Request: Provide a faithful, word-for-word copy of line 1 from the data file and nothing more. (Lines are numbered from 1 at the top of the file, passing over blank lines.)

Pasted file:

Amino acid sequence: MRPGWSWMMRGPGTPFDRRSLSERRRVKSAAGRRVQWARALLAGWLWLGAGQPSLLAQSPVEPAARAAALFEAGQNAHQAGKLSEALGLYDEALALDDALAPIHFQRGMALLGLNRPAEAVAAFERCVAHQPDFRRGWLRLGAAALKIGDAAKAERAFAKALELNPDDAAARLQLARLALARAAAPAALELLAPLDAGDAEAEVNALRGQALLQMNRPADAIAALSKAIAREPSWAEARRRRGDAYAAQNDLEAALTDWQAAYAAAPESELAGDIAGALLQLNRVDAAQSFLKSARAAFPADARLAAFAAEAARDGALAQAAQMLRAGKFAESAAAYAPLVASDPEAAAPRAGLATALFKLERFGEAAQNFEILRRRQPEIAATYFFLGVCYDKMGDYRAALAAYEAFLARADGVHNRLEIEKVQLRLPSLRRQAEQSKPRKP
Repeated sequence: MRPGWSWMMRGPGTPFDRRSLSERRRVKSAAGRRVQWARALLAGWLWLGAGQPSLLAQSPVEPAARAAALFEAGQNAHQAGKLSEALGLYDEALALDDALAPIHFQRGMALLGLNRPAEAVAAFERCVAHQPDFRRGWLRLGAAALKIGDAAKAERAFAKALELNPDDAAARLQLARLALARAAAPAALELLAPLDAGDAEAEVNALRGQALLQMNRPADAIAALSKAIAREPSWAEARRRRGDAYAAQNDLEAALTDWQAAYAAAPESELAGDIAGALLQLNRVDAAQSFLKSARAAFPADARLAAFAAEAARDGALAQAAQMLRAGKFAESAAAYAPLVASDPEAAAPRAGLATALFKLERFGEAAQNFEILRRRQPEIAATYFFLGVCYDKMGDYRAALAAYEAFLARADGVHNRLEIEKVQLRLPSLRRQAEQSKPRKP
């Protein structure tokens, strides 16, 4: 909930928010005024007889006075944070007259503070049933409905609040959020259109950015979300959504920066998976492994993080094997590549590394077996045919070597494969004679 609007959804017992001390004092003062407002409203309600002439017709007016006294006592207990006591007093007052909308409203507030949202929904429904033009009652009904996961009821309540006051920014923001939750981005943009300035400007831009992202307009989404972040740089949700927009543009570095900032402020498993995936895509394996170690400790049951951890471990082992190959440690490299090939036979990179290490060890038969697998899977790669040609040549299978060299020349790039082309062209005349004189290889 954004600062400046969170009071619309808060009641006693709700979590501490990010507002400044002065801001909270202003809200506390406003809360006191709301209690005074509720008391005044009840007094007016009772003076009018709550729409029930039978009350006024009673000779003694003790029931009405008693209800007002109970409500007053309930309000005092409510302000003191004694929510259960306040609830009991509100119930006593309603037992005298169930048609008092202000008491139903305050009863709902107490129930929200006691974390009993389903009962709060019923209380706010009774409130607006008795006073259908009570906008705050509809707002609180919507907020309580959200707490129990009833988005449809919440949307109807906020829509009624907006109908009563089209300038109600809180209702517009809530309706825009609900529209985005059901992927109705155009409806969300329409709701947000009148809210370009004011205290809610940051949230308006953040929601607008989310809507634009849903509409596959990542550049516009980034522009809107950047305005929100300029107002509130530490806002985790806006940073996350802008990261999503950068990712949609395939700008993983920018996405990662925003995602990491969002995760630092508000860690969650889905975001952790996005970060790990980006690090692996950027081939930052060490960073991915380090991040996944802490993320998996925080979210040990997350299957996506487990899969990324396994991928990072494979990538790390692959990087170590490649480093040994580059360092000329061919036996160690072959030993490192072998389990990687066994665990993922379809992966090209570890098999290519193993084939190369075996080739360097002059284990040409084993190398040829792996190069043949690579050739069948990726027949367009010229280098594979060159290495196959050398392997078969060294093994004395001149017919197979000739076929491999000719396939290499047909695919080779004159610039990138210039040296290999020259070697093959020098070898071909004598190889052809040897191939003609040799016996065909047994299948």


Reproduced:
Amino acid sequence: MRPGWSWMMRGPGTPFDRRSLSERRRVKSAAGRRVQWARALLAGWLWLGAGQPSLLAQSPVEPAARAAALFEAGQNAHQAGKLSEALGLYDEALALDDALAPIHFQRGMALLGLNRPAEAVAAFERCVAHQPDFRRGWLRLGAAALKIGDAAKAERAFAKALELNPDDAAARLQLARLALARAAAPAALELLAPLDAGDAEAEVNALRGQALLQMNRPADAIAALSKAIAREPSWAEARRRRGDAYAAQNDLEAALTDWQAAYAAAPESELAGDIAGALLQLNRVDAAQSFLKSARAAFPADARLAAFAAEAARDGALAQAAQMLRAGKFAESAAAYAPLVASDPEAAAPRAGLATALFKLERFGEAAQNFEILRRRQPEIAATYFFLGVCYDKMGDYRAALAAYEAFLARADGVHNRLEIEKVQLRLPSLRRQAEQSKPRKP